August 99: The Wood

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by Shelby J. Jones
Screenplay by: Rick Famuyiwa
Directed by: Rick Famuyiwa
Produced by: Albert Berger, Ron Yerxa and David Gale
Distributed by: Paramount Pictures
Casting by: Mali Finn and Emily Schweber
Starring: Taye Diggs, Omar Epps, Richard T. Jones, Sean Nelson and Malinda Williams
Rated "R"

"Move over Boyz 'N the Hood and Friday - make room for The Wood

Four out of Four Stars

The 1980's - who could forget it? High top fades, the new sounds of rap music and definitely the three-stripe phenom of Adidas. The Wood, Rick Famuyiwa's debut feature film is a funny, old-school remix that is guaranteed to delight audiences now and for years to come. African-Americans have been waiting for a long time for a film that explored the lives of teenagers who are not gang-bangers, pot heads or athletes. The under-exposed middle class black teenager was finally given a chance to dance across the silver screen without owing money to Big Worm, making a booty call or pouring anything out for his homies.

Granted, films like Friday, Menace II Society and Boyz 'N the Hood will always have their place in filmgoers hearts, but The Wood is surely a welcomed time-out.


Roland, performed well by Taye Diggs, is about to get married. Rather than address his cold feet earlier or postpone the wedding, Roland decides to wait until the day of the wedding to confront his indecision. Three hours before the wedding, he is nowhere to be found. His boys, Mike (Omar Epps) and Slim (Richard T. Jones), are suddenly paged while waiting at the wedding. After being pissed about Roland's latest scandal, they do as all brothers would do; they go to rescue him. Much to their surprise, Roland is drunk, indecisive and chillin' at his ex-girlfriend's house.

While trying to sober up Roland, the three reminisce about their time growing up in The Wood. ("The Wood" is their affectionate slang term for the town of Inglewood, California.) While reminiscing, does our groom learn anything about himself or does he discover all the reasons why he has finally decided to jump the broom?


Who could forget the film Fresh? Sean Nelson, who portrayed the lead character Fresh with dead-solid clarity, is back portraying Young Mike. His character is absolutely superb including a comedic side which was absent in the serious minded character of Fresh.

Taye Diggs (Roland), who drove the women wild in How Stella Got Her Groove Back, returns to the screen after a successful bid in the film Go. Portraying a young groom who is drunk is no easy task but Diggs delivers with an understated professionalism that marks him as a man to watch. Check him out in the upcoming Universal Pictures Release, The Best Man.

Richard T. Jones (Slim) who definitely needs to spend more time on the screen is unbelievably funny. His timing in the delivery of his lines created cinematic harmony for the threesome. Check him out in Kiss the Girls, Event Horizon and What's Love Got To Do With It.

To round out the solid three, Omar Epps (Mike or Big Mike) delivers as usual. Narrating the film to keep us up to the minute, Epps does what he does best which is making his character appear normal and real. From his convincing roles in Juice, Higher Learning and The Program, we have to consider Mr. Epps one of our most exciting young actors today.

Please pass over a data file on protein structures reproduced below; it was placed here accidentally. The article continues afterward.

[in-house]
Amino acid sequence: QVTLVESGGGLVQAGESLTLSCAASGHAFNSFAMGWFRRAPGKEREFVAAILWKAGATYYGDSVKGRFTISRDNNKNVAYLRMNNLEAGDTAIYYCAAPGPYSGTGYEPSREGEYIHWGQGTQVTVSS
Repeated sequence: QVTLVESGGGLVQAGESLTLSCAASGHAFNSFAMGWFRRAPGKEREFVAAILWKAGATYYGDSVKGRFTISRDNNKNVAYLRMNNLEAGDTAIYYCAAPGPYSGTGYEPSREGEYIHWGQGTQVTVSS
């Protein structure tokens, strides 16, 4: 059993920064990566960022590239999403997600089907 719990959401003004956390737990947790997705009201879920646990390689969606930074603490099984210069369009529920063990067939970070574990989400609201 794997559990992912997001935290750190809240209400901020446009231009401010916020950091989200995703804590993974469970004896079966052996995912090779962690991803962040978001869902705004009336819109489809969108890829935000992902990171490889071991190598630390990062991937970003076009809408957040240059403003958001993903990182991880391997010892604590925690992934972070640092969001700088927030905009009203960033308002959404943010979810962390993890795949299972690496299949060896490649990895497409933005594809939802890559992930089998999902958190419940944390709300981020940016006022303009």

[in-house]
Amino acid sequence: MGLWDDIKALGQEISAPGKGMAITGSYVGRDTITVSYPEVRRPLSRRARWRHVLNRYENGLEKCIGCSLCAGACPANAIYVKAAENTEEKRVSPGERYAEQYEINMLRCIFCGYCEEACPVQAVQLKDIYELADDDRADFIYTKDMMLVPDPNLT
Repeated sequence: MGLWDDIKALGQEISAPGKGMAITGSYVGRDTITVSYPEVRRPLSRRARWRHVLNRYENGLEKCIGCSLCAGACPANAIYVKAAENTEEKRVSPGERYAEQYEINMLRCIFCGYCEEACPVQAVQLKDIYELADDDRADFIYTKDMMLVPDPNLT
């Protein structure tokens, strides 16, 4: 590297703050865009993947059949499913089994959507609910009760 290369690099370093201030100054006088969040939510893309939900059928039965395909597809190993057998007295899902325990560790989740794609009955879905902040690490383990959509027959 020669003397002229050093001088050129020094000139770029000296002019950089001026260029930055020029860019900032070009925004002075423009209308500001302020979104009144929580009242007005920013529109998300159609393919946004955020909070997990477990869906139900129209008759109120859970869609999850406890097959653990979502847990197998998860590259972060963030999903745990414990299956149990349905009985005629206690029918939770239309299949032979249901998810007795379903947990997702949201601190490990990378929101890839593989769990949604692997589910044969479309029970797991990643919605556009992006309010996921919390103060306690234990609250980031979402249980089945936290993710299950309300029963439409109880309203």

Rounding out the three were up and coming actors like Antwon Tanner (Boo) who portrayed the strong, silent type in the award winning Volkswagen commercial, "Da, Da, Da," and the Tri Star Film, Sunset Park. Please be sure to check out our more extensive interview with Mr. Tanner. Teaming with De'Aundre Bonds (Stacey), the two create an unforgettable tag-team in just a few scenes. Can these two be woven into their own story vehicle?

Finally, the film maintains its humor and flow with great performances by Trent Cameron (Young Roland), Duane Finley (Young Slim) and Malinda Williams (Young Alicia). The three team with Sean Nelson to re-create the Junior High School and High School feeling with great acting, dialect and total 80's gear from Costume Designer, Darryle Johnson.


When I was in elementary school, I remember my first dance with a really cute girl. I couldn't dance so I looked at one of my boys and imitated what he did. The year was 1980 and the song was "One Nation Under A Groove." When I was watching The Wood, I had so many similar flashbacks that my belly tingled and my jaws locked from laughing so much. It was one of those films where after you have suspended all disbelief, the reality of the film appeals to keener senses and memories and you have an instant shelf favorite.

Irrespective of the need for a film that focused on the black middle class, this film focused on this lifestyle and highlighted the humor that blacks face when growing up. More often than not, classic teenage films like Animal House, Clueless and Fast Times at Ridgemont High rarely tell the story from a black teenager's perspective. It was great to see our teenage foibles and embarrassments on screen. After all, most of us are not druggies, athletes or gang-bangers.

So rather than trying to send a message or continue a downward spiral in black storytelling, Famuyiwa delivered a film that tells a story and includes everything that makes a story complete: characters, dialogue, visual imagery and rhythm.

The Wood should be considered a must see, an absolute see, a gotta see-no fooling, I ain't never lied!

Remember Cooley High, Boyz 'N the Hood, Friday, Uptown Saturday Night and the like? Now go and see The Wood so that you will remember it!


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